The solar system of the Lucky Starr adventures is the Golden Age solar system, one in which Venus is an ocean world and not an over-baked wasteland, and Mars may be a dying but not a dead world, where other lifeforms may be found in even the most extreme environments, and where the ideals of the Golden Age are in full flower; the most trusted and powerful body in the System is the Council of Science, and their agents the most capable and trustworthy men (for in those days, with few exceptions, it was indeed always men) in all the worlds.
What separates them from the standard pulp fluff is that Asimov knew to always play fair with his readers, and as a scientist himself he knew to always include aspects of science that he was familiar with to give grounding and solidity to even the most far-fetched stories. He built all of David "Lucky" Starr's adventures around settings and ideas that had at their core rationality. If the threat and technology didn't exactly hold up to modern scrutiny, the stories themselves did maintain their own coherency, taken on their own terms. You could follow the logical steps, extrapolate the technologies or ideas, and see how everything worked out the way Asimov had written it.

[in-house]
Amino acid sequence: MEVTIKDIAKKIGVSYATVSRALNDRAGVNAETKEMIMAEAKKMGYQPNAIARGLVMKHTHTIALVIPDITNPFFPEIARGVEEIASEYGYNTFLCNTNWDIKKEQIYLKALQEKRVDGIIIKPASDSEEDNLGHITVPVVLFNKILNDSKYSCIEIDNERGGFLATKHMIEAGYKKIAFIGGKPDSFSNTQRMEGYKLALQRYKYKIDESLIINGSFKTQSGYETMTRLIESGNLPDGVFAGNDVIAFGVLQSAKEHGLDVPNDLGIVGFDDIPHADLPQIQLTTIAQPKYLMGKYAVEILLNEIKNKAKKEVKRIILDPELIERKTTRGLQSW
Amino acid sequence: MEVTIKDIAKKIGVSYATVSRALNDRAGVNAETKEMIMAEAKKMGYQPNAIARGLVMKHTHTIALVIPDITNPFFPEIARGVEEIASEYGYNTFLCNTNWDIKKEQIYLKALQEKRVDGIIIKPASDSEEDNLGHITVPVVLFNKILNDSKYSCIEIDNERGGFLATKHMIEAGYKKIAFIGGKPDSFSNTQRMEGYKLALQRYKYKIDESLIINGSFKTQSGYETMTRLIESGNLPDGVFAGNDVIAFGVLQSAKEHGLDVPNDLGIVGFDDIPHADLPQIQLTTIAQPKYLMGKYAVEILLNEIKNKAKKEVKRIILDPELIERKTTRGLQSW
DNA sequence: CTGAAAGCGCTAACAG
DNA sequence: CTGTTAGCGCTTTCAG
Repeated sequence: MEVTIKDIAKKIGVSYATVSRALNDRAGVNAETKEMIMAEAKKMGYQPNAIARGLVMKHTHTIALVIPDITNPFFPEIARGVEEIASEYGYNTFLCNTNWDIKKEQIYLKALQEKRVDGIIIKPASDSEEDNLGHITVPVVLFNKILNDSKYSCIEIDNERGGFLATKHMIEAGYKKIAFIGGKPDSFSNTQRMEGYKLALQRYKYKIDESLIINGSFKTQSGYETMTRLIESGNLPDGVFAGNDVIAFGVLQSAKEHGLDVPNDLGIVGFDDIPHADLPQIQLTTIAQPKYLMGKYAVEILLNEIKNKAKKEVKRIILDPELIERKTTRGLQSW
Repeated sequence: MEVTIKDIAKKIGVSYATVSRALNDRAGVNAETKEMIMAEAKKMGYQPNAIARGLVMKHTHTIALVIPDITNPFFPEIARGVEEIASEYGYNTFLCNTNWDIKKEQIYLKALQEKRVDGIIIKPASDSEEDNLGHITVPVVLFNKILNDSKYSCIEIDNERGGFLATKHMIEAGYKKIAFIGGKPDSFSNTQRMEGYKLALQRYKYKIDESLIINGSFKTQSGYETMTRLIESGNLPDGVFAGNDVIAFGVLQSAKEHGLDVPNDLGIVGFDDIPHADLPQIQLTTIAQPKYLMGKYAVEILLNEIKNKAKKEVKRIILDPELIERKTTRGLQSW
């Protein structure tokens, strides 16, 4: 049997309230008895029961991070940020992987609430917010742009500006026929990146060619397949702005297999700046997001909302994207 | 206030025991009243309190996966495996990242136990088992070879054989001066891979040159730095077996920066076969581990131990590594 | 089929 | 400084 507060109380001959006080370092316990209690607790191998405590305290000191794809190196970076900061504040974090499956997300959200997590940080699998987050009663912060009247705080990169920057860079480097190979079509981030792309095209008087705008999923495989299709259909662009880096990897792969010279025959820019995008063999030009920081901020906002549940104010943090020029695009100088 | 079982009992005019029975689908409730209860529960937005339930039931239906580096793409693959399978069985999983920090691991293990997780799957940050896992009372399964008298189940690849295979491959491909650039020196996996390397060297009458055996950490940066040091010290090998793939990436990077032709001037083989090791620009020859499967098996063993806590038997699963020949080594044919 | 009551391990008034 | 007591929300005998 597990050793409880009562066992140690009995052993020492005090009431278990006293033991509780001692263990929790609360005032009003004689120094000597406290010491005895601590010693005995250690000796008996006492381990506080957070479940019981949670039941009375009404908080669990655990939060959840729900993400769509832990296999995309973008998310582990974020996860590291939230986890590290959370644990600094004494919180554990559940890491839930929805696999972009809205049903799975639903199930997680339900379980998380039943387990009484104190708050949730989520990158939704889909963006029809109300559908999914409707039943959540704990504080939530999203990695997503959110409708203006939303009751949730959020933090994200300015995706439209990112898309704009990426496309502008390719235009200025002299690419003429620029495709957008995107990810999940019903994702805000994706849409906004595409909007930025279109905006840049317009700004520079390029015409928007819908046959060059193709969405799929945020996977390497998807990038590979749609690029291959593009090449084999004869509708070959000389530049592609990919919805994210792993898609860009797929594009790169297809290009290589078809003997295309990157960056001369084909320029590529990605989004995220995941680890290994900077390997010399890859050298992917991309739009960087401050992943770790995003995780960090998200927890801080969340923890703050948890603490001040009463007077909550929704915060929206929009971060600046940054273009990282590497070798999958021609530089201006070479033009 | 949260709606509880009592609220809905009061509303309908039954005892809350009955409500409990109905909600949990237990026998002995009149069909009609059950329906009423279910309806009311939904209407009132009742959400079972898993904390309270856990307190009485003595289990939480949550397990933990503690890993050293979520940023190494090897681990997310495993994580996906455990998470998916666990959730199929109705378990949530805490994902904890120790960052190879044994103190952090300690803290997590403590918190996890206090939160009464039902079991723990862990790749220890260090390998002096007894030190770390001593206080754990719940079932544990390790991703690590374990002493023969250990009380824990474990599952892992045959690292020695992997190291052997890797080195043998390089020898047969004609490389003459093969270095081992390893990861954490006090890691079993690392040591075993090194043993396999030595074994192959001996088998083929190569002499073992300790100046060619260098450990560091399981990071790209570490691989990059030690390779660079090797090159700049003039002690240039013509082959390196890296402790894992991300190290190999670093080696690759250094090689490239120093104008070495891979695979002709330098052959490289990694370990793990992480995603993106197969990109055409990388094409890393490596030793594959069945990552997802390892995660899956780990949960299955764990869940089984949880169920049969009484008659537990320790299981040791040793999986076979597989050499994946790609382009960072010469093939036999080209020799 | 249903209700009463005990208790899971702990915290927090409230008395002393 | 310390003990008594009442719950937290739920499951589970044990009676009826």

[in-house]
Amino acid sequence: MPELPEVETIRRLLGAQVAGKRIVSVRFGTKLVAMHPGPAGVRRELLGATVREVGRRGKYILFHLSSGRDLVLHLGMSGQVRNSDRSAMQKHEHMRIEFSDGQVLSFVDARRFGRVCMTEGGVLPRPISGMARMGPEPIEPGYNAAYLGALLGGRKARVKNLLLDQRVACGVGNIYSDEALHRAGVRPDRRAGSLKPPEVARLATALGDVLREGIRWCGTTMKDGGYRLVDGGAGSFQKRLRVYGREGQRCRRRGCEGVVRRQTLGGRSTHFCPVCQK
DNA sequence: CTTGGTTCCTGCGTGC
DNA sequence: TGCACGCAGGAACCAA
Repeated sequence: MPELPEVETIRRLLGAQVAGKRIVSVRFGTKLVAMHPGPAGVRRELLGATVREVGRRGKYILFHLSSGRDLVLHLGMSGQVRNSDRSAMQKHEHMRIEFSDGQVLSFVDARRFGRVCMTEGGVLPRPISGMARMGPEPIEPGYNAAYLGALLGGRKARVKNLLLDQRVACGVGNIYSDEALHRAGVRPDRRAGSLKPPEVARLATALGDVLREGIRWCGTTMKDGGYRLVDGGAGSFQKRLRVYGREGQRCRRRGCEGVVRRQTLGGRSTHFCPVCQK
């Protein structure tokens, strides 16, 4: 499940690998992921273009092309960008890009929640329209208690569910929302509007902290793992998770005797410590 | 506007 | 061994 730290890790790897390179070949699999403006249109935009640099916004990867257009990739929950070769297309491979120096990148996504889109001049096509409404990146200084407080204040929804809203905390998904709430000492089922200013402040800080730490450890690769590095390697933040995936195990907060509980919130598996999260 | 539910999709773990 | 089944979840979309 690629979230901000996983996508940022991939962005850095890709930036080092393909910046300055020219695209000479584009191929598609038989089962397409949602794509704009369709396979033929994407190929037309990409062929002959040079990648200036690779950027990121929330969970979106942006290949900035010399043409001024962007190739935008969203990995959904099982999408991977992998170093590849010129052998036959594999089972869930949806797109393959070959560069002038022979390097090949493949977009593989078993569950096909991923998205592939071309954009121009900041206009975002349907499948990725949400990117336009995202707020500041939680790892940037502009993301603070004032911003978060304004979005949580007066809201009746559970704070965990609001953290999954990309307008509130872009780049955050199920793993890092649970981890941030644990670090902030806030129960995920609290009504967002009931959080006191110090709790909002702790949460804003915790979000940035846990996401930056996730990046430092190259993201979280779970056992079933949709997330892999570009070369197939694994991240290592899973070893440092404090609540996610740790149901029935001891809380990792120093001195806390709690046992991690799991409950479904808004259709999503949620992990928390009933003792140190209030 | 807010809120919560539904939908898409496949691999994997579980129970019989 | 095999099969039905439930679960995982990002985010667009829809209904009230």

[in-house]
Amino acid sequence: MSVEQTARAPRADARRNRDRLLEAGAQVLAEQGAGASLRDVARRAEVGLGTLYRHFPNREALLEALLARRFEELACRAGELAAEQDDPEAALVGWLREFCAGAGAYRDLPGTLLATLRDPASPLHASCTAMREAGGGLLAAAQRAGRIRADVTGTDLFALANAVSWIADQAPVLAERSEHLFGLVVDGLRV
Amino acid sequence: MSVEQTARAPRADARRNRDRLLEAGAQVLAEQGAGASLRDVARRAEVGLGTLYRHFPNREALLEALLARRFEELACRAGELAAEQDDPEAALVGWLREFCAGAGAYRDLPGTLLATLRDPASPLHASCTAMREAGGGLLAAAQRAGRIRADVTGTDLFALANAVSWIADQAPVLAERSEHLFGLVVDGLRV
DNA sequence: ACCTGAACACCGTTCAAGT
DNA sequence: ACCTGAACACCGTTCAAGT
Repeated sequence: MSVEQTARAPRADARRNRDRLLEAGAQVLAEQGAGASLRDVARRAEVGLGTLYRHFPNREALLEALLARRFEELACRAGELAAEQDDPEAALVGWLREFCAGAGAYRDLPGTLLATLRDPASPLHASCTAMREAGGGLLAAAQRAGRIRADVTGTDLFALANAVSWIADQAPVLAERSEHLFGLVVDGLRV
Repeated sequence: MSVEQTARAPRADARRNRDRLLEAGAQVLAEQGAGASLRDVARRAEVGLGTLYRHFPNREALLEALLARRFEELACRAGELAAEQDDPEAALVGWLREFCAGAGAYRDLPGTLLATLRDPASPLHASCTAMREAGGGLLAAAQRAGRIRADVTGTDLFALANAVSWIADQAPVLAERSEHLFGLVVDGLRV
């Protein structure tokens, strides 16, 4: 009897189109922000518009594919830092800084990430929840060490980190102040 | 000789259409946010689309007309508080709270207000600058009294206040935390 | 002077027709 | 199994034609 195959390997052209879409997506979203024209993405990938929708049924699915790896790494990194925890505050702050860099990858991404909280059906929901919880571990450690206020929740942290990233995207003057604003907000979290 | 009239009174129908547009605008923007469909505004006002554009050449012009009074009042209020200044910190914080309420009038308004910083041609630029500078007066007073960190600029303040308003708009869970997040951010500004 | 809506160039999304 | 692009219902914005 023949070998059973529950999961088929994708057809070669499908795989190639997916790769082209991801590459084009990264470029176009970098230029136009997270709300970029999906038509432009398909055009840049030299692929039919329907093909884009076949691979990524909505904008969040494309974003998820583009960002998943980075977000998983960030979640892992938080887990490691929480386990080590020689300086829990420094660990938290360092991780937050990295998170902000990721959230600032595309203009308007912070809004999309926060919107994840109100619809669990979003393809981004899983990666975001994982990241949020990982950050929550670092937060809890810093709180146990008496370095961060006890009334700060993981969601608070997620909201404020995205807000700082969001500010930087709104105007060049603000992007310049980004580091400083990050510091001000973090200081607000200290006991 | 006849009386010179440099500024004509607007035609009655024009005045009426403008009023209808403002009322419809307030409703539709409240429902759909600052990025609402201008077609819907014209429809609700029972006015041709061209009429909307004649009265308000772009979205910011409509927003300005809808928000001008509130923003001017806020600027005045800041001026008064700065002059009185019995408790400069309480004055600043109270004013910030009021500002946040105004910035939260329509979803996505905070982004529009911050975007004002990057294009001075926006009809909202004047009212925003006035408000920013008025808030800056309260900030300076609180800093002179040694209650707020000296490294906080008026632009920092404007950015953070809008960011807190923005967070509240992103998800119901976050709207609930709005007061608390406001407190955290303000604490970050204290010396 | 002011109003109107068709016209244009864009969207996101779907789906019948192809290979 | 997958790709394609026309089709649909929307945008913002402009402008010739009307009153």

At the same time, Asimov was excellent at knowing how to pace a story at any length. He could ratchet up the tension and release it exactly on cue, and he could do it while painting vivid pictures of worlds that didn't exist and threats that were barely imaginable. One of the most intense sequences in the series, and one that sticks with me to this day, is the time in Lucky Starr and the Oceans of Venus when Lucky finds himself trapped underneath a titanically large creature called an "orange patch" which utterly outmatches his submarine's capabilities, and must find some way to escape what seems an impossible situation.
The Lucky Starr books led me to look more closely for other books written by the same guy; I immediately found this omnibus called The Foundation Trilogy, which managed to punch my sense of wonder button hard.